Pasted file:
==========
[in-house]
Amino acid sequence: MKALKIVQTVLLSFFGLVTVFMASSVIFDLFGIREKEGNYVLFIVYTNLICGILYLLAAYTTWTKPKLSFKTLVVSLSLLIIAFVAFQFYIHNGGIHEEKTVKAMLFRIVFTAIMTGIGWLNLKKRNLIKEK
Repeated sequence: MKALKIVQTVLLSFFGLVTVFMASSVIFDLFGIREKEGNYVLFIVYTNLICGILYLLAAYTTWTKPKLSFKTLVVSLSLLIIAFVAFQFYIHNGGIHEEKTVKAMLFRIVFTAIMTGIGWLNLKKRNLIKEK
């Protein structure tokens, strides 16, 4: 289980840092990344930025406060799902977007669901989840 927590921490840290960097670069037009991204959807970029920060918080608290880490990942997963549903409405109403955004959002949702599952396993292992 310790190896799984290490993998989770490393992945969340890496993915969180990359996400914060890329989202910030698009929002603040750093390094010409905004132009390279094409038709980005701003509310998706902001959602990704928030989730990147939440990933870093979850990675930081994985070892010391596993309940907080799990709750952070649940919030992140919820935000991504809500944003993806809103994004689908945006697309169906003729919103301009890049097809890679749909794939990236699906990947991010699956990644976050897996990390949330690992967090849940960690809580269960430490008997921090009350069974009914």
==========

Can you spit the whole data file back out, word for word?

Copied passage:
[in-house]
Amino acid sequence: MKALKIVQTVLLSFFGLVTVFMASSVIFDLFGIREKEGNYVLFIVYTNLICGILYLLAAYTTWTKPKLSFKTLVVSLSLLIIAFVAFQFYIHNGGIHEEKTVKAMLFRIVFTAIMTGIGWLNLKKRNLIKEK
Repeated sequence: MKALKIVQTVLLSFFGLVTVFMASSVIFDLFGIREKEGNYVLFIVYTNLICGILYLLAAYTTWTKPKLSFKTLVVSLSLLIIAFVAFQFYIHNGGIHEEKTVKAMLFRIVFTAIMTGIGWLNLKKRNLIKEK
């Protein structure tokens, strides 16, 4: 289980840092990344930025406060799902977007669901989840 927590921490840290960097670069037009991204959807970029920060918080608290880490990942997963549903409405109403955004959002949702599952396993292992 310790190896799984290490993998989770490393992945969340890496993915969180990359996400914060890329989202910030698009929002603040750093390094010409905004132009390279094409038709980005701003509310998706902001959602990704928030989730990147939440990933870093979850990675930081994985070892010391596993309940907080799990709750952070649940919030992140919820935000991504809500944003993806809103994004689908945006697309169906003729919103301009890049097809890679749909794939990236699906990947991010699956990644976050897996990390949330690992967090849940960690809580269960430490008997921090009350069974009914």